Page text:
Writing in Sports, Ethics & Philosophy: Journal of the British Philosophy of Sport Association, academics from the University of Winchester, Bournemouth University and Nottingham Trent University concluded that letting children play impact sports contradicts existing British laws that prohibit child abuse, and that the sports’ governing bodies “effectively groom children into sustaining and accepting brain trauma.”
The Rugby Football Union (RFU), the sport’s governing body in England, told CNN that “player welfare has and will continue to be our top priority.” England Boxing had not replied to CNN’s request for comment at the time of publication.
“The child’s brain doesn’t know or care how it was traumatized,” study lead author Eric Anderson, Professor of Sport at the University of Winchester, told CNN. “The injury remains the same. And so we need to stop parents from hitting children in the head as punishment. But we also need to stop children from being hit in the head as a form of play.”
In recent years, the potentially devastating long-term consequences of repeated head impacts in rugby have become clearer and more widely publicized, spotlighted by a group of former players bringing an ongoing legal case against the sport’s governing bodies over the issue of degenerative brain disease.
Some of the former players involved had been diagnosed with early onset dementia and probable chronic traumatic encephalopathy (CTE) – a progressive, degenerative brain disease caused by repeated hits to the head – in their early 40s.
Given this growing body of evidence, the study’s authors argue that laws such as the United Nations Convention on the Rights of the Child, as well as the RFU’s own safeguarding policy, provide “justifiable framework for prohibiting impact sports for children.”
“It’s not actually us terming it child abuse,” study co-author Gary Turner, a PhD student at the University of Winchester and former world champion kickboxer, told CNN.
“It’s the policy position of the day that’s calling it child abuse. What we’ve done is take … the medicolegal position of the day and applied it to sports practices.”
In the UK, where the study was conducted, 8.3% of children aged 5-16 played rugby during the 2022/23 school year, according to data collected by market insight firm Statista.
The study argues that children cannot consent to taking part in highly dangerous activities such as impact sports, nor can adults give informed consent on their behalf.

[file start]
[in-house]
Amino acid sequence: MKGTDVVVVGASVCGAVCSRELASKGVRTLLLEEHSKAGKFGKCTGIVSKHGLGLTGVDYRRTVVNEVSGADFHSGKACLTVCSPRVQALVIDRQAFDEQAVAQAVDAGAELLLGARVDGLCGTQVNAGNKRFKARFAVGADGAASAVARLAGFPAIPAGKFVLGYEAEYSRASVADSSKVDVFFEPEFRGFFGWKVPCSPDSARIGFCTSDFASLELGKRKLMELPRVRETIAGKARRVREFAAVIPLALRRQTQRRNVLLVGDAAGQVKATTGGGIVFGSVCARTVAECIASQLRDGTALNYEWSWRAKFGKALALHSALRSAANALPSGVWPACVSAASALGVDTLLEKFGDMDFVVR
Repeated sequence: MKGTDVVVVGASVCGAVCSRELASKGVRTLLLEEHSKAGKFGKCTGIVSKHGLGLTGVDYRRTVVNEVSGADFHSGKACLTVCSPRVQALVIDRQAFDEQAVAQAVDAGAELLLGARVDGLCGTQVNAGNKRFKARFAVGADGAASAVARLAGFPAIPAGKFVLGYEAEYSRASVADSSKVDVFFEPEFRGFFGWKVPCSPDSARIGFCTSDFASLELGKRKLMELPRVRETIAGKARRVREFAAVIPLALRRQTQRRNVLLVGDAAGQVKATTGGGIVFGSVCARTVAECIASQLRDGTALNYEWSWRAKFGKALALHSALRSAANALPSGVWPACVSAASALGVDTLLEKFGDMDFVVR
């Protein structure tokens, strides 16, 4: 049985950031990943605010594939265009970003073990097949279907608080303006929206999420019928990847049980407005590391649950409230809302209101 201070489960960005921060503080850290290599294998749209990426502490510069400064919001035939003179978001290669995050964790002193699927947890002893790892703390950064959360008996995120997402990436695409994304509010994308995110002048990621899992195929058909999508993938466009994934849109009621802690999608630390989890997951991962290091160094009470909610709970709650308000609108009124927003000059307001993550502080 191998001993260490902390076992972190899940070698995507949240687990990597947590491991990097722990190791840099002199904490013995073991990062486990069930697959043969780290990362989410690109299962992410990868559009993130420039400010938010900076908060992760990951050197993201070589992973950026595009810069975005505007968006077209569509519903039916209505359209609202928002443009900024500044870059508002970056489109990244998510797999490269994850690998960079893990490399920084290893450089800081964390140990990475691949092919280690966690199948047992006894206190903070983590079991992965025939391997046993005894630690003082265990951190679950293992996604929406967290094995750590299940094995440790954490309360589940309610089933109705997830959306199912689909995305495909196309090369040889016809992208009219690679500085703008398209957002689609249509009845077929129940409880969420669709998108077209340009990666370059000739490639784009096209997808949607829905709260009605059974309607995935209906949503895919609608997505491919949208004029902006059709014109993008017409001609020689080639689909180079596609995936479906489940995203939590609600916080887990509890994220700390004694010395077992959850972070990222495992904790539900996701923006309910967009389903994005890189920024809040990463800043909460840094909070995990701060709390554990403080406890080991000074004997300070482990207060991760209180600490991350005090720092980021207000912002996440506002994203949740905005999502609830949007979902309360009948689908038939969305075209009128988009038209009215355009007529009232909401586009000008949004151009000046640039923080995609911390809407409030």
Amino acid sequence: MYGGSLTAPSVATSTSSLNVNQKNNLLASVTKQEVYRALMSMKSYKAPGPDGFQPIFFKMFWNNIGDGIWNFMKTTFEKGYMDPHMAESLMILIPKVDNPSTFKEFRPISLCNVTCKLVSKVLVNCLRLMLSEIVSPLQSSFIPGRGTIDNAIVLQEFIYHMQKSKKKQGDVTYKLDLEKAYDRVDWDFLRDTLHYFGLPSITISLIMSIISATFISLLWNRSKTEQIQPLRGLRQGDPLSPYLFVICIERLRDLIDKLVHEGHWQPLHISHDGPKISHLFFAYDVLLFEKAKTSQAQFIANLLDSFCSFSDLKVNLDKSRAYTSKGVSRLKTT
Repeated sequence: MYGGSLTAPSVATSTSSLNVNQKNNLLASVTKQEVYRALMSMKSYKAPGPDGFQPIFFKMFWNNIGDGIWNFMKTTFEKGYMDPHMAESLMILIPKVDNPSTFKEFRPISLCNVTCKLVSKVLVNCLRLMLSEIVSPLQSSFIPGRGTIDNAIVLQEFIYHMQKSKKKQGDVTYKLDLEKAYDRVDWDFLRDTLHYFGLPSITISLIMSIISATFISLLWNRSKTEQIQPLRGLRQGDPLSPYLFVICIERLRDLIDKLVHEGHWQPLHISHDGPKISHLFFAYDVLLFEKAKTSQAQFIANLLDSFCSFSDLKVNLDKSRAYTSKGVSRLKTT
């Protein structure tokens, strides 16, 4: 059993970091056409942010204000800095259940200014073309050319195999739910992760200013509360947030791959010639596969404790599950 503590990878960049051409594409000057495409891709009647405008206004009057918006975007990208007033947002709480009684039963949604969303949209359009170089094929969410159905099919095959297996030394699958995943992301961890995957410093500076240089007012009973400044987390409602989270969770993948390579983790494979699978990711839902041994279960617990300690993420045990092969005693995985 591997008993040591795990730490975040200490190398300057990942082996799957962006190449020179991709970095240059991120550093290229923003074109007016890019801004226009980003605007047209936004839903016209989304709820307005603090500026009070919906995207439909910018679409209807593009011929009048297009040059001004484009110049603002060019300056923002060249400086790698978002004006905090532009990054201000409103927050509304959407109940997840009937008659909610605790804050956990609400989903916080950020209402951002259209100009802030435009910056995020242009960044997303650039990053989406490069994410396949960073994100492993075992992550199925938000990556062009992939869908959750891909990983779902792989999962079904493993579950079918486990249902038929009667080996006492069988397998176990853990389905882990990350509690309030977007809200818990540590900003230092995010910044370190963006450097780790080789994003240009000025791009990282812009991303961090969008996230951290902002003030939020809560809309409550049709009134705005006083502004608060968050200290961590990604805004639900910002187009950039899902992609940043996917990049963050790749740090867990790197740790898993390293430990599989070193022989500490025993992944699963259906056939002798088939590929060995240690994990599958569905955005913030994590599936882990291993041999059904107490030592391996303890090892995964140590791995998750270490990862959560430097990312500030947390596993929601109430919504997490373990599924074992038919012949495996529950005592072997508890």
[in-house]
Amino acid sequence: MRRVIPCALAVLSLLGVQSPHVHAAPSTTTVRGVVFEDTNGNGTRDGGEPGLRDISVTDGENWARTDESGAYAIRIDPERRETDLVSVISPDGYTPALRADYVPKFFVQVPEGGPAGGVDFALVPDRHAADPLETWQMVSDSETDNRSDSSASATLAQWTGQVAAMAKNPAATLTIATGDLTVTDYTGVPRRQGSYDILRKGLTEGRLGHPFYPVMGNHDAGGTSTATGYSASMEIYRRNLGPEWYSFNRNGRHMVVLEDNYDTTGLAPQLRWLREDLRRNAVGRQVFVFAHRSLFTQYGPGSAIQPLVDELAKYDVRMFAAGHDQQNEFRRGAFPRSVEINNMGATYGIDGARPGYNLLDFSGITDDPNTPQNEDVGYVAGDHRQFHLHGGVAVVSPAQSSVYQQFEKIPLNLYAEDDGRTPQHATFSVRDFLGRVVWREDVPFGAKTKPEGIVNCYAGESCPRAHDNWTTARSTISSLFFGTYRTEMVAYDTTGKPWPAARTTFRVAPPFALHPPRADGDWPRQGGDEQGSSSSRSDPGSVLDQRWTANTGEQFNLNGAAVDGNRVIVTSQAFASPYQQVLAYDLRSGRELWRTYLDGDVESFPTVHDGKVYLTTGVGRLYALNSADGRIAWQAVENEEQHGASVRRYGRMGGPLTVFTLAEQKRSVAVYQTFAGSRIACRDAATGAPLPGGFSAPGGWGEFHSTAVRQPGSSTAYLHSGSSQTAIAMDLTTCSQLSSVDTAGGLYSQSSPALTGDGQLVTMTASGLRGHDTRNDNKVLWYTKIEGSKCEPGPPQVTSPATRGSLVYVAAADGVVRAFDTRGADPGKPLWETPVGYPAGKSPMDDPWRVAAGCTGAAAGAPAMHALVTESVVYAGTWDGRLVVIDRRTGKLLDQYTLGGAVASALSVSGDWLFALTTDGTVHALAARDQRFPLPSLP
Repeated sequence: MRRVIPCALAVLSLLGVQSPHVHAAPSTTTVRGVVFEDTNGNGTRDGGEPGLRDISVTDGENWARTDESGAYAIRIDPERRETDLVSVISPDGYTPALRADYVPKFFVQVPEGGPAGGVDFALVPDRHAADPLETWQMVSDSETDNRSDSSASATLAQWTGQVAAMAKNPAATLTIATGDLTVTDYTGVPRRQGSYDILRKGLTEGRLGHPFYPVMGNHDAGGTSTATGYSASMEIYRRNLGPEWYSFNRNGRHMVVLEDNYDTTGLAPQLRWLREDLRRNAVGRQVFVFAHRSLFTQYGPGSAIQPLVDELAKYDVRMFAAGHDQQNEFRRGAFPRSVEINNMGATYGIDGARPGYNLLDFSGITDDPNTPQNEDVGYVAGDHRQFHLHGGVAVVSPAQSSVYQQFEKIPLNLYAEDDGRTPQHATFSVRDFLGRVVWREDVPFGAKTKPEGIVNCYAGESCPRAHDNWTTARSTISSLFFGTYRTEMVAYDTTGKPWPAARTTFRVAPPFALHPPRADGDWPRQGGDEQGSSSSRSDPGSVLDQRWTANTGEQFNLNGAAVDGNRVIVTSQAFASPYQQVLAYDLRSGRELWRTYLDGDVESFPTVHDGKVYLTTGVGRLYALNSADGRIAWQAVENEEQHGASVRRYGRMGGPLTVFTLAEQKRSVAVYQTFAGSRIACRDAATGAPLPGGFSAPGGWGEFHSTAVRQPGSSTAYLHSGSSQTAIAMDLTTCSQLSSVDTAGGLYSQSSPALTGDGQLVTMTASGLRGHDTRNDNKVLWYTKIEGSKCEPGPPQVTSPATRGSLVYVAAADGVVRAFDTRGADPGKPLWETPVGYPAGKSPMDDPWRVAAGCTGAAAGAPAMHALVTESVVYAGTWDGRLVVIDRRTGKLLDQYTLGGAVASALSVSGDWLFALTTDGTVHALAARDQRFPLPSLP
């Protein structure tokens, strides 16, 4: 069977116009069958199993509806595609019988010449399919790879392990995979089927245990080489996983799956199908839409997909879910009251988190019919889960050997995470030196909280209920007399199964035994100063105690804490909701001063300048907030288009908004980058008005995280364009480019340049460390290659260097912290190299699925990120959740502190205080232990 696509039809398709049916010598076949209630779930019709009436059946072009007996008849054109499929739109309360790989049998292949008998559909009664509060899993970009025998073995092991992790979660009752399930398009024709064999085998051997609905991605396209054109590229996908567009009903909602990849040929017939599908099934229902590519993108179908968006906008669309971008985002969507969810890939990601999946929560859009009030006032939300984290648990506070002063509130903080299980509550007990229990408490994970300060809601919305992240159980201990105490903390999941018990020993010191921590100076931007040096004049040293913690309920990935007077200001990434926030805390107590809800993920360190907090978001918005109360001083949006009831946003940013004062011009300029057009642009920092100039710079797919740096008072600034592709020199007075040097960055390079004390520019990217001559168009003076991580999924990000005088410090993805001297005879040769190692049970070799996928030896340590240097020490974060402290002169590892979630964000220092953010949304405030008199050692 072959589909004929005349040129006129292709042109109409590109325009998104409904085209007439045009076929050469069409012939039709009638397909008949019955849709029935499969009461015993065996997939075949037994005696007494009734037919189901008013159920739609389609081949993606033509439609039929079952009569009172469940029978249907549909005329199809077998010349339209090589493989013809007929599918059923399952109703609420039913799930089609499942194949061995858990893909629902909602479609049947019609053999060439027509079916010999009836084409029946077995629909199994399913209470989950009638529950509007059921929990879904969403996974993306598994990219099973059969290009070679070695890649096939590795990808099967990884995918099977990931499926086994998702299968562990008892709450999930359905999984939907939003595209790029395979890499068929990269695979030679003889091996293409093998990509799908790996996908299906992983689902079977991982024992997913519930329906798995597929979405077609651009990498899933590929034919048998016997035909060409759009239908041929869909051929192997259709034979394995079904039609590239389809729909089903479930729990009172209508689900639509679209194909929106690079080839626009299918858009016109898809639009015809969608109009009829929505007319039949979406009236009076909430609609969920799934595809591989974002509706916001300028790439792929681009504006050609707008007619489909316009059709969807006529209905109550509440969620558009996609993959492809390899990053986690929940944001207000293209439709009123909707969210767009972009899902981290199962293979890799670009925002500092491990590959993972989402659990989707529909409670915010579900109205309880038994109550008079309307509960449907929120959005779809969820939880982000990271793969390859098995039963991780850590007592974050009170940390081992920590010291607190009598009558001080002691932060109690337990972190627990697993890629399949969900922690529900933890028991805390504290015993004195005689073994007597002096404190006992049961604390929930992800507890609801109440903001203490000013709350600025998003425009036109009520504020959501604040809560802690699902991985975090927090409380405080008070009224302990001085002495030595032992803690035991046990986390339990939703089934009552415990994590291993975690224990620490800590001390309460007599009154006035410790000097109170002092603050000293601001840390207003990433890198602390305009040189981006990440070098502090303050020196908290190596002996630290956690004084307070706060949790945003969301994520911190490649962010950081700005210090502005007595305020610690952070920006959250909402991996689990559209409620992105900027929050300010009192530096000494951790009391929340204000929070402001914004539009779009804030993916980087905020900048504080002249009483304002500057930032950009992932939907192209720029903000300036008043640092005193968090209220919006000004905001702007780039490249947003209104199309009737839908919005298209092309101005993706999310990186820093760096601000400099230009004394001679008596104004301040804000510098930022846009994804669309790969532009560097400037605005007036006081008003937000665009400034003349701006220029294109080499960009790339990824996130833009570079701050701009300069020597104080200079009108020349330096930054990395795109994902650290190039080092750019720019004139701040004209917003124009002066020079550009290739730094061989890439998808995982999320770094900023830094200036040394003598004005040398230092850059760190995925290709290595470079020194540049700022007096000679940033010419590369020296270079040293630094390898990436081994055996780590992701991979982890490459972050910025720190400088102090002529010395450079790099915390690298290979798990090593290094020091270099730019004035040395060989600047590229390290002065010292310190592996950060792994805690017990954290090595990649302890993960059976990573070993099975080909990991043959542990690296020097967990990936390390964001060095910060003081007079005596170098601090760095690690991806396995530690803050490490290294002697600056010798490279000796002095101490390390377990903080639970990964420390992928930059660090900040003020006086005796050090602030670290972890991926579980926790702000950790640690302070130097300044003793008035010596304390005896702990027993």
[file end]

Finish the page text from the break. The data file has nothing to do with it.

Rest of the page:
And while sports organizations “highlight all the health benefits, all the positives, they will … ignore the elements of the sport that are causing harm,” co-author Keith Parry, Head of Department for Sport and Event Management at the University of Bournemouth, told CNN
As a result of their findings, the researchers called for contact in these sports to be restricted until adulthood, citing action taken in other sports, such as English soccer’s Football Association forbidding headers below the age of 12 and UK Athletics prohibiting under-18s from taking part in marathons.
“If we were to invent sports from the get-go today, we wouldn’t be inventing sports that had children hitting their brains,” Anderson said. “But because these are longstanding sports, we have some cultural lore for them. And we’re highlighting that we need to contest that cultural lore and favor children’s brains over the sports themselves.”
The RFU told CNN that it recognizes “contact sport does not appeal to everyone” and that different forms of rugby exist, such as “reduced contact and non-contact.”
It also highlighted the “significant physical and mental health benefits along with life skills gained from a playing team sport which has strong values,” and the steps it said it had taken to mitigate the risks of concussion at grassroots level.
The organization said it “offers resources to support clubs, colleges, schools, universities, players and parents,” and that its concussion awareness program “aligns to the Government’s UK Concussion Guidelines for Grassroots Sport launched last spring.”